Faces along the bar Cling to their average day: The lights must never go out, The music must always play, All the conventions conspire To make this fort assume The furniture of home; Lest we should see where we are, Lost in a haunted wood, Children afraid of the night Who have never been happy or good.
All I have is a voice To undo the folded lie, The romantic lie in the brain Of the sensual man-in-the-street And the lie of Authority Whose buildings grope the sky: There is no such thing as the State And no one exists alone; Hunger allows no choice To the citizen or the police; We must love one another or die.
Defenceless under the night Our world in stupor lies; Yet, dotted everywhere, Ironic points of light Flash out wherever the Just Exchange their messages: May I, composed like them Of Eros and of dust, Beleaguered by the same Negation and despair, Show an affirming flame.
“Gather ye rosebuds while ye may,” another poet wrote. We will. We have no choice. The plowing, the fishing, the wine and the laughter must go on.
Isn’t that our fervent wish for the people of Ukraine, that they regain this normalcy? Even Vietnam has rebounded. Forgiven us.
Life must go on, we say from our safe, complacent distance. As it does, with or without us. Despite everything there’s a new birth taking place every second of every day.
The joy and sorrow, beauty and brutality of the human condition are woven into one seamless tapestry, glorious on one side and a hopeless tangle of knots on the other. All a matter of perspective, which side we are looking at in the moment.
Auden once said that the only true value of poetry and art is in the truth-telling that disenchants and disintoxicates.
Well, that’s one value of truth-telling for sure. But turn it over and the other is the truth-telling that enchants and intoxicates. Both are necessary. Especially in times like these.
I’ve been in a romantic mood lately. Both in the sensual and spiritual sense. This lust for life. This sense of wanting to “crack open our ribs and merge with” . . . well, everything.
After writing my valentine for lovers in my last post, I’ve been reading more of Neruda’s love poetry. The one below inspired this post. It too speaks to that sense of being one with what one loves.
I’ve paired it with two other Spanish romantics, Sorolla’s art, and the Spanish guitar music of Jacob Gurevitsch. His song “If Da Vinci Was a Girl” is a favorite, and the accompanying video speaks to that tender regard for the everyday beauty so often overlooked. As does the painting above of the artist’s wife and daughters at siesta. Those lush sensuous lines falling across a cool grassy knoll. Sigh! Makes me want to curl up beside them. Enjoy!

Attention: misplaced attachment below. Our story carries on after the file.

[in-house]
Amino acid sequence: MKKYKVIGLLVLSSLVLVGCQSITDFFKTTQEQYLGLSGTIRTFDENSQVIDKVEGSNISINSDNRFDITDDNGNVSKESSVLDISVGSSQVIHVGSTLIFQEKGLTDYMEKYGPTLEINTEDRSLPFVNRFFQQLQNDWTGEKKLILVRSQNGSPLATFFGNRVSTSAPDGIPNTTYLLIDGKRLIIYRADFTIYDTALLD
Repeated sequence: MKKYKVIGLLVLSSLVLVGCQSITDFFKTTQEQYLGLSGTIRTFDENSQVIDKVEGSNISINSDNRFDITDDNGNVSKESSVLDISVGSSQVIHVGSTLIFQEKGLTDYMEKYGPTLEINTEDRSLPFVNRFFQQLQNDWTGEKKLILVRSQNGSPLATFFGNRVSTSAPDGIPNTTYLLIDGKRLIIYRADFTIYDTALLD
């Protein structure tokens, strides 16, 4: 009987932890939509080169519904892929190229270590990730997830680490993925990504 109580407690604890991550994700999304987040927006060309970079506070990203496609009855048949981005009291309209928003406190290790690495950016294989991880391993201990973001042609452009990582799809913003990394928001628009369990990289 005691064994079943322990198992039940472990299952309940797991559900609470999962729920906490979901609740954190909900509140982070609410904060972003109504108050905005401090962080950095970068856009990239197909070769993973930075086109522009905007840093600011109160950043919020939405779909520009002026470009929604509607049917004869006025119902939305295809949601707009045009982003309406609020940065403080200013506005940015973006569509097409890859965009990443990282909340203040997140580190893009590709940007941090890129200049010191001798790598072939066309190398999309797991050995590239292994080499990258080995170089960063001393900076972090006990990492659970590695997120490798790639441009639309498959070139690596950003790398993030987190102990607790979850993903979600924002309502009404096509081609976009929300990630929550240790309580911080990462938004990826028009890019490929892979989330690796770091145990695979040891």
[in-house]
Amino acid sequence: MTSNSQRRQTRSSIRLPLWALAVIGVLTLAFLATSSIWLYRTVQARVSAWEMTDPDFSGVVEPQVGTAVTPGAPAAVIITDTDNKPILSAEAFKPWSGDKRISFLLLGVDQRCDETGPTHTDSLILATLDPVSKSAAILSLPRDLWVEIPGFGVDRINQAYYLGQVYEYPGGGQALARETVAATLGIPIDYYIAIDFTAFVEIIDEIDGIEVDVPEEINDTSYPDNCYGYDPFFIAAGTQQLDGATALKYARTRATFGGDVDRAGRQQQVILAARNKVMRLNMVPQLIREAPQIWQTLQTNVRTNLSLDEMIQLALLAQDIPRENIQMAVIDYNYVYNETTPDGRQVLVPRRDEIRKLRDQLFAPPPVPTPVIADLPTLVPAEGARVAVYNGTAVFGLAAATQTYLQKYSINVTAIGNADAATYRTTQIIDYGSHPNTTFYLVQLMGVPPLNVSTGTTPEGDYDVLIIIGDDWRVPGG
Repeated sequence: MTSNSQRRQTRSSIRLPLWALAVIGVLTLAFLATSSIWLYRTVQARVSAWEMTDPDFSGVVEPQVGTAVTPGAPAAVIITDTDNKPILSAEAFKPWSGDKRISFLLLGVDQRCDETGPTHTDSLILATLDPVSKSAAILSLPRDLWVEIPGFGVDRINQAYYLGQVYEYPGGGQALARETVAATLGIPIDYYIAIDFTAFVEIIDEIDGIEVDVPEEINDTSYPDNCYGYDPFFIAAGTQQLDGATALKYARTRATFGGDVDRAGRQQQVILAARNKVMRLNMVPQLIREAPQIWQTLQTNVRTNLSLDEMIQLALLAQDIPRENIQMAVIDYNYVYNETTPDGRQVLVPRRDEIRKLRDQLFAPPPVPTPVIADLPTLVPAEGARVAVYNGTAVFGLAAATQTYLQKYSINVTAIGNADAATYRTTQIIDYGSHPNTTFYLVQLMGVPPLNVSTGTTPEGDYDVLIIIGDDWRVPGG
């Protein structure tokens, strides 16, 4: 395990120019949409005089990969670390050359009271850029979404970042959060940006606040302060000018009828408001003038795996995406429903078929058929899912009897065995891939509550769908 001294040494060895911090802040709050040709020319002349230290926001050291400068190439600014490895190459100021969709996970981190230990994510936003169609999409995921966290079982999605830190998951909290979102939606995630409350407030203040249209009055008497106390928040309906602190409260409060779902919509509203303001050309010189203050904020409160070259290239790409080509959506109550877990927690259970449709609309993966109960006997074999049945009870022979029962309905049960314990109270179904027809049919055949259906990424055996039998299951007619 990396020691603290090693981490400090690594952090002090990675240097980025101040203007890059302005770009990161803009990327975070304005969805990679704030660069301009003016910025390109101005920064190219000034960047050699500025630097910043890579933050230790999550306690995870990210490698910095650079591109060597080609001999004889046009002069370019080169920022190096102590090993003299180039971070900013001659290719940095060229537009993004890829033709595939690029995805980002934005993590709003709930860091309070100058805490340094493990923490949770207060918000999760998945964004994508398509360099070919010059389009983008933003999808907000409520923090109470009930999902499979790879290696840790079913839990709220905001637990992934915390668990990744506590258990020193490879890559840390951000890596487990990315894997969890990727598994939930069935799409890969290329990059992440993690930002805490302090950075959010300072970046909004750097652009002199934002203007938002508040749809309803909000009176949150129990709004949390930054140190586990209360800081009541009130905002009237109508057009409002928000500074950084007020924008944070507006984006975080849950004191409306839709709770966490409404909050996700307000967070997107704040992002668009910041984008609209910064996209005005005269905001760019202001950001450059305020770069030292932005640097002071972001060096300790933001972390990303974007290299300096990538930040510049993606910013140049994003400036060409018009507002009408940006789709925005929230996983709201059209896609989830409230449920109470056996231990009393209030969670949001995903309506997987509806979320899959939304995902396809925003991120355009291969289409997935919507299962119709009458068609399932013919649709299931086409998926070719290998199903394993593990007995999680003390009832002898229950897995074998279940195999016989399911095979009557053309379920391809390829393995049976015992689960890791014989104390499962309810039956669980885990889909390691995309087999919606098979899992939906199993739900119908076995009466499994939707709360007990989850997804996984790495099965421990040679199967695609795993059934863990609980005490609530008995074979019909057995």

I crush her against me. I want to be part of her. Not just inside her but all around her. I want our rib cages to crack open and our hearts to migrate and merge. I want our cells to braid together like living thread.
— Isaac Marion, Warm Bodies.
Full woman, fleshly apple, hot moon, thick smell of seaweed, crushed mud and light, what obscure brilliance opens between your columns? What ancient night does a man touch with his senses?
Loving is a journey with water and with stars, with smothered air and abrupt storms of flour: loving is a clash of lightning-bolts and two bodies defeated by a single drop of honey.
Kiss by kiss I move across your small infinity, your borders, your rivers, your tiny villages, and the genital fire transformed into delight
runs through the narrow pathways of the blood until it plunges down, like a dark carnation, until it is and is no more than a flash in the night.
— Pablo Neruda, Selected Poems.
Where did love begin? What human being looked at another and saw in their face the forests and the sea? Was there a day, exhausted and weary, dragging home food, arms cut and scarred, that you saw yellow flowers and, not knowing what you did, picked them because I love you?
— Jeanette Winterson, Lighthousekeeping.
love is the voice under all silences, the hope which has no opposite in fear; the strength so strong mere force is feebleness: the truth more first than sun more last than star
I am both watcher and watched. The woman walking in her garden and the one watching her walk. Two halves, back to back. Both named and namer. I am the cat in Schrödinger’s box and the one lifting the lid.